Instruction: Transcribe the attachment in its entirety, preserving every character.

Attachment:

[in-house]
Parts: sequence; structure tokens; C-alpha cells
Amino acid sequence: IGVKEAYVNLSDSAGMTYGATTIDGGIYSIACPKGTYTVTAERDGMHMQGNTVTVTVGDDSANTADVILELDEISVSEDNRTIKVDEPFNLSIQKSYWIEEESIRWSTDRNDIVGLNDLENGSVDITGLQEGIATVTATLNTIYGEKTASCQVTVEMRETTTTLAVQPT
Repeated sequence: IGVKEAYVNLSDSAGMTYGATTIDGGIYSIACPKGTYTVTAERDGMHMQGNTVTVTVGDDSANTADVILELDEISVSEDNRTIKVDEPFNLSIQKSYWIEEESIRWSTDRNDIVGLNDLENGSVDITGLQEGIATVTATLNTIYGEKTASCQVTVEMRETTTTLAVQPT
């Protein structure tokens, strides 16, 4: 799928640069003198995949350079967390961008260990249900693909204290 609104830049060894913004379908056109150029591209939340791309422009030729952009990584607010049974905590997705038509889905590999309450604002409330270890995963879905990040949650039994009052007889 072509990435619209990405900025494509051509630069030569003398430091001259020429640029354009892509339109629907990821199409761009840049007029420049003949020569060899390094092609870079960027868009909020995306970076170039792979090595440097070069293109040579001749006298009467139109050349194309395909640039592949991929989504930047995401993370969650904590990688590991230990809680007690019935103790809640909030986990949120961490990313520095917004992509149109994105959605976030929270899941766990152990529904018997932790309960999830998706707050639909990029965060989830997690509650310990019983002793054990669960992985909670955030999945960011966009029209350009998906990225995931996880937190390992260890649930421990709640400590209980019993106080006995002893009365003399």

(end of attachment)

[in-house]
Parts: sequence; structure tokens; C-alpha cells
Amino acid sequence: IGVKEAYVNLSDSAGMTYGATTIDGGIYSIACPKGTYTVTAERDGMHMQGNTVTVTVGDDSANTADVILELDEISVSEDNRTIKVDEPFNLSIQKSYWIEEESIRWSTDRNDIVGLNDLENGSVDITGLQEGIATVTATLNTIYGEKTASCQVTVEMRETTTTLAVQPT
Repeated sequence: IGVKEAYVNLSDSAGMTYGATTIDGGIYSIACPKGTYTVTAERDGMHMQGNTVTVTVGDDSANTADVILELDEISVSEDNRTIKVDEPFNLSIQKSYWIEEESIRWSTDRNDIVGLNDLENGSVDITGLQEGIATVTATLNTIYGEKTASCQVTVEMRETTTTLAVQPT
């Protein structure tokens, strides 16, 4: 799928640069003198995949350079967390961008260990249900693909204290 609104830049060894913004379908056109150029591209939340791309422009030729952009990584607010049974905590997705038509889905590999309450604002409330270890995963879905990040949650039994009052007889 072509990435619209990405900025494509051509630069030569003398430091001259020429640029354009892509339109629907990821199409761009840049007029420049003949020569060899390094092609870079960027868009909020995306970076170039792979090595440097070069293109040579001749006298009467139109050349194309395909640039592949991929989504930047995401993370969650904590990688590991230990809680007690019935103790809640909030986990949120961490990313520095917004992509149109994105959605976030929270899941766990152990529904018997932790309960999830998706707050639909990029965060989830997690509650310990019983002793054990669960992985909670955030999945960011966009029209350009998906990225995931996880937190390992260890649930421990709640400590209980019993106080006995002893009365003399």